I was perusing Pinterest and found a link,.  It’s a list of rules written by a Dad towards other Dad’s who have daughters.  I was curious, what kind of “rules are there?  I read each rule and loved every word of every sentence I read.  It’s made me reflect on my childhood and the childhood I strive to give my daughter, and what our “rules” would be for experiencing life with our daughter.

It’s no secret that my dad wasn’t around, ever, really.  My mom raised my sister and I beautifully.  She did her best to make us feel like we weren’t “missing out” on having a father figure.  I sometimes can’t help but wonder what it’d be like to have that daddy-daughter relationship.  Now that I have a daughter, I find myself taking a step back to allow Ella and her Daddy to form the bond that I know will forever shape Ella.  Sadly, I will never really understand what that relationship is like.  But I know for Ella and Jeff, it’s something incredibly special.

I absolutely think that mothers and daughters have a bond instantly.  I think Daddy’s and daughters have to form one over time.  I’ve always wanted to give Jeff and Ella time to create a bond only the two of them will share.  I don’t know if it’s the “right” thing to do, but in my heart, I feel it is.  Watching Ella and Jeff play together melts my heart and brings a tear to my eye.  It’s beautiful watching the two of them enjoy the smallest of things together; walking the dogs, Jeff succumbing to Ella’s request of painting their toenails, playing with sidewalk chalk or having dance parties in our den.  Things that I think are small, but I know have a tremendous impact on Ella…and Jeff.  Don’t get me wrong, Ella and I do plenty together; we laugh and play often and Jeff and I make family time a priority.  However, Ella doesn’t look up at me like I’m some sort of super-hero, like she does Jeff, and I’m okay with that.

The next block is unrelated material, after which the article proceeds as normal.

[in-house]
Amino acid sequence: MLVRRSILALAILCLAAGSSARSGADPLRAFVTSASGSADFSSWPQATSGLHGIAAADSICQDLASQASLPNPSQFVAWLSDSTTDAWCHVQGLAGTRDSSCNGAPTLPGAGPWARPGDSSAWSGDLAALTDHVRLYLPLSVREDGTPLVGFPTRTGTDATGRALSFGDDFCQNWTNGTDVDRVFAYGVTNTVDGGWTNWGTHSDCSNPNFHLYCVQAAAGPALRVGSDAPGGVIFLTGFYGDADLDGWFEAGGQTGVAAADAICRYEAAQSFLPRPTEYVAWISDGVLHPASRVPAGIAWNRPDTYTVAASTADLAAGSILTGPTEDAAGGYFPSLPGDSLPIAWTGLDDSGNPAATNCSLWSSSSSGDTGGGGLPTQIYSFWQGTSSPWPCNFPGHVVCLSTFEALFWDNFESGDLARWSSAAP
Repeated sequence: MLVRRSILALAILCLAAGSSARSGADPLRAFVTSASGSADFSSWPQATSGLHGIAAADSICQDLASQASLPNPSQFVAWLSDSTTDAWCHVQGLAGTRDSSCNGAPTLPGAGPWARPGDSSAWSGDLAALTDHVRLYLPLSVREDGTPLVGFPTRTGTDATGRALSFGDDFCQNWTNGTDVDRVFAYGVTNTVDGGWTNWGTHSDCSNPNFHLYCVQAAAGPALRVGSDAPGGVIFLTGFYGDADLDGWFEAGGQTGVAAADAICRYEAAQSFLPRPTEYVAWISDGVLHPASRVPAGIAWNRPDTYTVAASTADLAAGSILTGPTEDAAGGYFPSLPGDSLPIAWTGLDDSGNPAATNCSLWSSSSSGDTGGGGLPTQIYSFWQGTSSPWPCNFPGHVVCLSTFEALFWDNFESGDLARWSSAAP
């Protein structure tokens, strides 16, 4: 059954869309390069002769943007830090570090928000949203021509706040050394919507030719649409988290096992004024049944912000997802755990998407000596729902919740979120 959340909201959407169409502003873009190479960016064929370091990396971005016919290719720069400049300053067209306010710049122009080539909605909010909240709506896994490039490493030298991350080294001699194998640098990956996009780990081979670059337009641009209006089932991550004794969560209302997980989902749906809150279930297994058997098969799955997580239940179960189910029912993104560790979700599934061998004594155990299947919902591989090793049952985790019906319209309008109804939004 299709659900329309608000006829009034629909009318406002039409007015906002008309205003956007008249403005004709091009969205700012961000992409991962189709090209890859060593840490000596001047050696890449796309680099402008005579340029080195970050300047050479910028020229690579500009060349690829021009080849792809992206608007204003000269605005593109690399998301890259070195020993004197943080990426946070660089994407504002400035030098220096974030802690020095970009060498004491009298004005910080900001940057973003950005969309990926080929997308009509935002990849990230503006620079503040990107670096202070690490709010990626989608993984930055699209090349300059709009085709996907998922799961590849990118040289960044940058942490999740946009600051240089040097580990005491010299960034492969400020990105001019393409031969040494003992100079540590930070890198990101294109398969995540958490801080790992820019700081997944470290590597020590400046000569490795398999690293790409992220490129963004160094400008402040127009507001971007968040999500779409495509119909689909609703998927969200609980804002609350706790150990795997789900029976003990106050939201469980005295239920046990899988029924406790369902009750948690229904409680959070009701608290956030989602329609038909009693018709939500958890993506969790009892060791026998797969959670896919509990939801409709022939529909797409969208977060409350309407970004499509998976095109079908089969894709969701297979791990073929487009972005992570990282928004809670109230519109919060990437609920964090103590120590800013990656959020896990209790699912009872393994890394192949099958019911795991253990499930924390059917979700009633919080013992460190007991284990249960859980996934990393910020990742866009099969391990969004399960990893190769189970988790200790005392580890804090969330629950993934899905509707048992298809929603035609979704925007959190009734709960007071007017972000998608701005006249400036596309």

The other day, Ella and a few of my family members went to a pumpkin patch, sans Jeff as he had to work at the last-minute.  Ella rode a horse, which was a huge deal!  She was so proud of herself and we talked about it all day.  When we finally got home and I was tucking Ella in for her nap, she looked at me and said “Daddy will be so proud I rode the horse.”  I was shocked that she could already feel and articulate that her Daddy would be proud of her.  It was a beautiful moment for me to experience.  I don’t recall my Dad ever telling me he was proud of me, much less, me ever stating my Dad would be proud of me for doing something.  So, for Ella to say this, at 3 years old was amazing and powerful.  All the doubt I had in my mind about our parenting skills dissipated and made me realize that we’re on the right track.  My hope for Ella is to always feel like we’re proud of her.  No matter how “small” her accomplishment.  I think that’s the #1 rule on our list, for now.

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